* In his Examiner column, Harry Jaffe says “word is out in the policing community that working conditions for D.C. cops is hellish -- not because the streets are dangerous but because management is destructive. Discipline is harsh, morale is low, opportunities beyond the District abound.” And budget cuts continue to make things worse.
* Aspiring rapper, author, and politician Larry Pretlow is entering the special election for the D.C. State Board of Education vacancy in Ward 8 caused by the death of William Lockridge. The 21-year-old faced off with longtime incumbent Mary Cuthbert in a heated contest for an advisory neighborhood commission seat last year. Pretlow says he will focus on charter school funding, parental involvement in education, and “the Washington Teachers’ Union contract” -- though he doesn’t say where he stands on that last point.
* A Gonzales Research poll shows Gov. Martin O’Malley’s approval rating at 58 percent. Maryland Reporter says “the only other time that more than half of respondents to a Gonzales poll approved of O’Malley’s job in office was a few months after he took office.” The Maryland governor scored 10 points lower just three months ago.
* Frederick state Sen. David Brinkley will submit a bill to the Maryland General Assembly “that would force counties across the state to count the number of illegal immigrants who are enrolled in public schools,” the Gazette reports. He expects the measure “to fail, but he wants to send the federal government a message.”
* Prince George’s County Executive Rushern Baker will attend tonight’s State of the Union address as the guest of Sen. Ben Cardin.
* In an editorial, the Washington Post says “it’s been just over four years” since George Allen “left the stage, and Virginia voters will be interested in how he’s used the time” as he seeks to regain his Senate seat. Allen has “written a book expanding on his passion for sports as a teachable metaphor for politics; led a think tank that traffics in denying that human activity is causing global warming; and offered his services as a consultant and lobbyist.” The Post says Allen “is no less plausible a candidate than others who have risen from defeat. Virginians will be justified in hoping for a candidacy from Mr. Allen that offers substance and serious policy discussion.”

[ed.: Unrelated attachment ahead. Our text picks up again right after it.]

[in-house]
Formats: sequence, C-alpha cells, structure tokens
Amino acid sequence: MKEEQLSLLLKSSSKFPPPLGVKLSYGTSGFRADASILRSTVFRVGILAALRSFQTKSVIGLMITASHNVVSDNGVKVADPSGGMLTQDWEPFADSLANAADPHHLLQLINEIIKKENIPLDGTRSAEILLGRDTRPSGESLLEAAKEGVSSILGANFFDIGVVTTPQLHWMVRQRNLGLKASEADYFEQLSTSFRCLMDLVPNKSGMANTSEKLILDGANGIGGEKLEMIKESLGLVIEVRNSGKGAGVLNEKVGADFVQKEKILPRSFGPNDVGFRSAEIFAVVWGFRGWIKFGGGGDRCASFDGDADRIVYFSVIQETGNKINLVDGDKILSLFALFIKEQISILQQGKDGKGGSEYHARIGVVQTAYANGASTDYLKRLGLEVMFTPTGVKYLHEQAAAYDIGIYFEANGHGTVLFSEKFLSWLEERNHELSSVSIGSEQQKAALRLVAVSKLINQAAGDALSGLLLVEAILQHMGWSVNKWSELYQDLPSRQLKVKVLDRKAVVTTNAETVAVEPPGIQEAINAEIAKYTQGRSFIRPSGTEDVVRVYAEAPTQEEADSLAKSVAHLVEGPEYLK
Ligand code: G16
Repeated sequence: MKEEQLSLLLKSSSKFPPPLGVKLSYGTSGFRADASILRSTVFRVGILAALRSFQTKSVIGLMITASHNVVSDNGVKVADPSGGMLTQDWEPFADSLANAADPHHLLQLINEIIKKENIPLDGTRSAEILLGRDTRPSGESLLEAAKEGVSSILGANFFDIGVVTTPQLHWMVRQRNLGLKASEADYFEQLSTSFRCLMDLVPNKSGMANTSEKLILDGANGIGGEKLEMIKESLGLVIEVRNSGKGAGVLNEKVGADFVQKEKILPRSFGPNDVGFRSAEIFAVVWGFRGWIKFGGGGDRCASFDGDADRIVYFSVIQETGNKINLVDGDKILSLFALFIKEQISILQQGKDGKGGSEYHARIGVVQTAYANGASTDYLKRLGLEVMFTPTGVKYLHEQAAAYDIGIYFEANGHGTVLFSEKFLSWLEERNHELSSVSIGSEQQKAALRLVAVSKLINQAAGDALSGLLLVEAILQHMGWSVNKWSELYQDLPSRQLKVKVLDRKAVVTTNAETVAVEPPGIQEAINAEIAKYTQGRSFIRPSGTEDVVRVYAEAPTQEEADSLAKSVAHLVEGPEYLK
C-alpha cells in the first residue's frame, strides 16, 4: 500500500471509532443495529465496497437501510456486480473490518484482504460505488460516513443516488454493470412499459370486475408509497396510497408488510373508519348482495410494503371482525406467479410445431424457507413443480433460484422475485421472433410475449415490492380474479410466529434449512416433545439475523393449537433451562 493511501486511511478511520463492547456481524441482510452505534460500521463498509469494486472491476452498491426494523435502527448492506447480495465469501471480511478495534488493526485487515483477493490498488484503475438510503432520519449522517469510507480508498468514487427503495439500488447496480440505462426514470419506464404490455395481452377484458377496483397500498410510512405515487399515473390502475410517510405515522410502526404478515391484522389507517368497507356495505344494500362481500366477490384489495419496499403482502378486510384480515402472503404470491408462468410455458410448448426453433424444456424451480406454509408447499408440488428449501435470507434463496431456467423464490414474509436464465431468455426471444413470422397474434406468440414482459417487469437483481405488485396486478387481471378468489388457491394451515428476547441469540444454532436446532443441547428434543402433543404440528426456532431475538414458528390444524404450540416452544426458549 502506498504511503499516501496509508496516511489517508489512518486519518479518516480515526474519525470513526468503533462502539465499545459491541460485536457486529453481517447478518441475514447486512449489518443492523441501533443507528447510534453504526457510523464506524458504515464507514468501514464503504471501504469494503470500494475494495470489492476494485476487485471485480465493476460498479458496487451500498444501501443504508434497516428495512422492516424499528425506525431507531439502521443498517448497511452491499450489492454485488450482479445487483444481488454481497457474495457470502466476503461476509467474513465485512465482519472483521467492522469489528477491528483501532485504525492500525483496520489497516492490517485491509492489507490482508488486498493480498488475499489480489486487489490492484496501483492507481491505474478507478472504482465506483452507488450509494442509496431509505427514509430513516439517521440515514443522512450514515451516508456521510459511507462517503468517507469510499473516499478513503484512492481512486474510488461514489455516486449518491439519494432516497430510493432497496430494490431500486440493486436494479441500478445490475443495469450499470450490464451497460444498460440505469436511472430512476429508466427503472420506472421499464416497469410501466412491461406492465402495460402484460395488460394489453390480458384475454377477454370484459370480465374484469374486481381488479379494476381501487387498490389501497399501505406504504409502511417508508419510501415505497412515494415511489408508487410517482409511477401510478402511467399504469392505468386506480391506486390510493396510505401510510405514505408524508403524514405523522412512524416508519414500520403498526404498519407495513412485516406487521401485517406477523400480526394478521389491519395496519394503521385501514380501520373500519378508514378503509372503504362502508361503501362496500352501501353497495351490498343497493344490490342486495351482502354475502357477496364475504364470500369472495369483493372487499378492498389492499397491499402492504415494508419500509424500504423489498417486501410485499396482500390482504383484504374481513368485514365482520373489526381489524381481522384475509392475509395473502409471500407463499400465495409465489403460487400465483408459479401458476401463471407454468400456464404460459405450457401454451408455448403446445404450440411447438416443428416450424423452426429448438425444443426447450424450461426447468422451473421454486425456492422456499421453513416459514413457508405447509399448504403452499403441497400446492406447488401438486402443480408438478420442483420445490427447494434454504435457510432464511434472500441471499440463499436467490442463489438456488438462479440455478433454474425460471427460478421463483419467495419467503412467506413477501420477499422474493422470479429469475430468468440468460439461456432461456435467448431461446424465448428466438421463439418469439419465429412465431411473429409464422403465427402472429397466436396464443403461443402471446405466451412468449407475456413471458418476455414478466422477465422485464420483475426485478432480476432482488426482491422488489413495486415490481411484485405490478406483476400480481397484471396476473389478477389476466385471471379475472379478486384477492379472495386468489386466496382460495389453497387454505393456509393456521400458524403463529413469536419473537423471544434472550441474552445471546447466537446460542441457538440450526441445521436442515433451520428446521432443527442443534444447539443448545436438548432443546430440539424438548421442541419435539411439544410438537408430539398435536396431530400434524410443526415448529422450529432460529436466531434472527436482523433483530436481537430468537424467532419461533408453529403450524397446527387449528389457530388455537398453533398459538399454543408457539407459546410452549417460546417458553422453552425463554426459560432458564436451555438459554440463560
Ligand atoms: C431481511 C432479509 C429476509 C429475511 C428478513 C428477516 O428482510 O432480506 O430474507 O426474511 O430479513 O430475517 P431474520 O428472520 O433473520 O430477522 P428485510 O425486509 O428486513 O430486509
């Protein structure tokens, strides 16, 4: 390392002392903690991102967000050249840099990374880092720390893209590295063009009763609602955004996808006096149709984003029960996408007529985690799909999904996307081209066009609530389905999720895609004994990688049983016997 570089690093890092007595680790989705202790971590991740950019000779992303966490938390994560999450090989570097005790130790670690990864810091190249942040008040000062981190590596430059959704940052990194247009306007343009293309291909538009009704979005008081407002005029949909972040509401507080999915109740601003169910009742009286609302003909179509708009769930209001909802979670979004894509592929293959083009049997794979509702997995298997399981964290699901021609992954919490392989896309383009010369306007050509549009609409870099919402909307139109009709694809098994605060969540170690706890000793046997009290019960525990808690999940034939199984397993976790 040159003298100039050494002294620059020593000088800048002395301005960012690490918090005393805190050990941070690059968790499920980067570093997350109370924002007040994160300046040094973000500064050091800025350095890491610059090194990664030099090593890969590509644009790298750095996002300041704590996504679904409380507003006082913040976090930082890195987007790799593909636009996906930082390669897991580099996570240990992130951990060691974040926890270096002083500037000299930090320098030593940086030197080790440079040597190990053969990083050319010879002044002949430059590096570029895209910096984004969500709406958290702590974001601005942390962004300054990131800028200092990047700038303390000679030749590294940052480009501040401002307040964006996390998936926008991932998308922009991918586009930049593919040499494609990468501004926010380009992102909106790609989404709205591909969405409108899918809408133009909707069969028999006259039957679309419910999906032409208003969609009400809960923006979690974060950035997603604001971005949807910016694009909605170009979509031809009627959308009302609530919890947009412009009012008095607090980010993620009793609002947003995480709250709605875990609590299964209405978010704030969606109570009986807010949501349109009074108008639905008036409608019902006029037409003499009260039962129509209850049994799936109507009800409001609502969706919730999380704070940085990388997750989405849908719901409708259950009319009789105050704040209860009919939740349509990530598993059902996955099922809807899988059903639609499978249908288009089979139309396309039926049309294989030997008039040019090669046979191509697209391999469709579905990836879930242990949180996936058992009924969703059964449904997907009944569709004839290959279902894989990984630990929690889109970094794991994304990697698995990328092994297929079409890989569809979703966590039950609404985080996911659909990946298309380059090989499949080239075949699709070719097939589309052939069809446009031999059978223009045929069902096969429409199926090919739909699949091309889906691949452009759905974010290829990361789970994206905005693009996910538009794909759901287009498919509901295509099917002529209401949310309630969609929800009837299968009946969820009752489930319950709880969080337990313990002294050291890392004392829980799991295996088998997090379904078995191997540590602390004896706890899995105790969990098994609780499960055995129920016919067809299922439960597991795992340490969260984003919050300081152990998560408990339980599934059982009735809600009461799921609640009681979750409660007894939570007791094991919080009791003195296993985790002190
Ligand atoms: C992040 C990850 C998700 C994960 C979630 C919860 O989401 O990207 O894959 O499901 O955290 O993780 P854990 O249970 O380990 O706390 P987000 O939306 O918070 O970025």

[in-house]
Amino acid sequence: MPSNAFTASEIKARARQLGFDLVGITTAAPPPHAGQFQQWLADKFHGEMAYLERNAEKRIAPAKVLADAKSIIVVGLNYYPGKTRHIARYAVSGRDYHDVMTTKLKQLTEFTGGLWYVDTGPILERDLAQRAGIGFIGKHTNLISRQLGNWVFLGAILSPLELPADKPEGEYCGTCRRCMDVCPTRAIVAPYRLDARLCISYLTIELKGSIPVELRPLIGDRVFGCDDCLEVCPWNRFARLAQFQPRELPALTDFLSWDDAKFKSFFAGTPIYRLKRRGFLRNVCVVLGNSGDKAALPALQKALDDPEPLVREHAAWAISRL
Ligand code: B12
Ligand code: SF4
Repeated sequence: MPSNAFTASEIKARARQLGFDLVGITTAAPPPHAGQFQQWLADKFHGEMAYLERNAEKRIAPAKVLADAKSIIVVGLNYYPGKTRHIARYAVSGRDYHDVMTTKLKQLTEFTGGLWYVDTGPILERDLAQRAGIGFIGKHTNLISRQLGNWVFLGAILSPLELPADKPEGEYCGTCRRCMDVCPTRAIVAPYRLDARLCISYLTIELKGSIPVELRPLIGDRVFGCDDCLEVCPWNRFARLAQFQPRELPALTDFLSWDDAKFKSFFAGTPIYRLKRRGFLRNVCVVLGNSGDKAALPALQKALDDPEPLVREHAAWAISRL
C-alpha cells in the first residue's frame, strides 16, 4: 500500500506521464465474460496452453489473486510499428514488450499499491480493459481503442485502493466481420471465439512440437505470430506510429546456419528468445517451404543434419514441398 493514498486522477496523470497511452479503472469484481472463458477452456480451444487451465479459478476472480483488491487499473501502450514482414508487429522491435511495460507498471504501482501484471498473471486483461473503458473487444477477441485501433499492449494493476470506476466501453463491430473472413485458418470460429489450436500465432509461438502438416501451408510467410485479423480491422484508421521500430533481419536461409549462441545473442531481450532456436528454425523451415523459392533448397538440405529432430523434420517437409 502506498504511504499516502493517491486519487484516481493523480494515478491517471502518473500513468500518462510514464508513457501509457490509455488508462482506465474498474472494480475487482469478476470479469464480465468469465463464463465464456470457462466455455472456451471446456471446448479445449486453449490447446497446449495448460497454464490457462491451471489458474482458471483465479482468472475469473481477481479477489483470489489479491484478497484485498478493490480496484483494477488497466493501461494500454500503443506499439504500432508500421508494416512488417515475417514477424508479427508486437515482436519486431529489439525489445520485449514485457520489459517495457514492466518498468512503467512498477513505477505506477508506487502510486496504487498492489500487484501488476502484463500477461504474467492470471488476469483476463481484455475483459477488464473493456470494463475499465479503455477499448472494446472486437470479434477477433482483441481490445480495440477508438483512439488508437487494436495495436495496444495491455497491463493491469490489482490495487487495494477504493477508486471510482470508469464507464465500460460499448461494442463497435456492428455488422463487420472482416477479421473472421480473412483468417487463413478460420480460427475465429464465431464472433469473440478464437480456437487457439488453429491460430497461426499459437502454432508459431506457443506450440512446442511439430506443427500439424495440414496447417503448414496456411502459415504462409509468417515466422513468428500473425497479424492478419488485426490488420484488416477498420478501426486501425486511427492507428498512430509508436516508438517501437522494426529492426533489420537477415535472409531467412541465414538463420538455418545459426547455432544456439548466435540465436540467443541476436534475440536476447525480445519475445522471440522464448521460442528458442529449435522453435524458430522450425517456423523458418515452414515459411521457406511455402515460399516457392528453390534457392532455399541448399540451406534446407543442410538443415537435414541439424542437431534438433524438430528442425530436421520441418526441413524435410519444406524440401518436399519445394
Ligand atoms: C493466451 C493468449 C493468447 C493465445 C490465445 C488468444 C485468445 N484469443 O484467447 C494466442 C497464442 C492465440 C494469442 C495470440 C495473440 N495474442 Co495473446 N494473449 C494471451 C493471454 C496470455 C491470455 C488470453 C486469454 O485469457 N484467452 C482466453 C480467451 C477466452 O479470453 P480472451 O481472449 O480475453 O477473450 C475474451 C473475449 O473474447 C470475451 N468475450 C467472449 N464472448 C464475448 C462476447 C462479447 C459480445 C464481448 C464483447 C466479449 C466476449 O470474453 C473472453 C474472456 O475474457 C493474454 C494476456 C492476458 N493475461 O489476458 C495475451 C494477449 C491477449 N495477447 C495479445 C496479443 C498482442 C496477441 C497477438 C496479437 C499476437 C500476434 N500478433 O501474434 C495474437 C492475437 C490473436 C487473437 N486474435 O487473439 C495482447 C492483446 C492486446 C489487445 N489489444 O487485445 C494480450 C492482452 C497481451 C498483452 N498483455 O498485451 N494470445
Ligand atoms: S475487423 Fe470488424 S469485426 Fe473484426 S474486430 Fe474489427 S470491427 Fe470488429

* ARLnow says Del. Tim Hugo “has proposed several amendments to this year’s state budget bill that are sure to give Arlington officials reason to worry.” He “is threatening to table a bill that would renew Arlington’s half-percent hotel tax surcharge” and also wants to “deny state funding to the Columbia Pike streetcar project, require an audit of Arlington roads maintained with state funds, and possibly cut off millions in state transportation funds to the region.”
* A Columbia school is looking for a new name.
* The Georgetown Metropolitan debunks the myths about why there’s no Georgetown Metro stop.
* Rockville Central says the new courthouse’s “death ray” windows have been put under control… for now.
Follow P.J. Orvetti on Twitter at @PJOinDC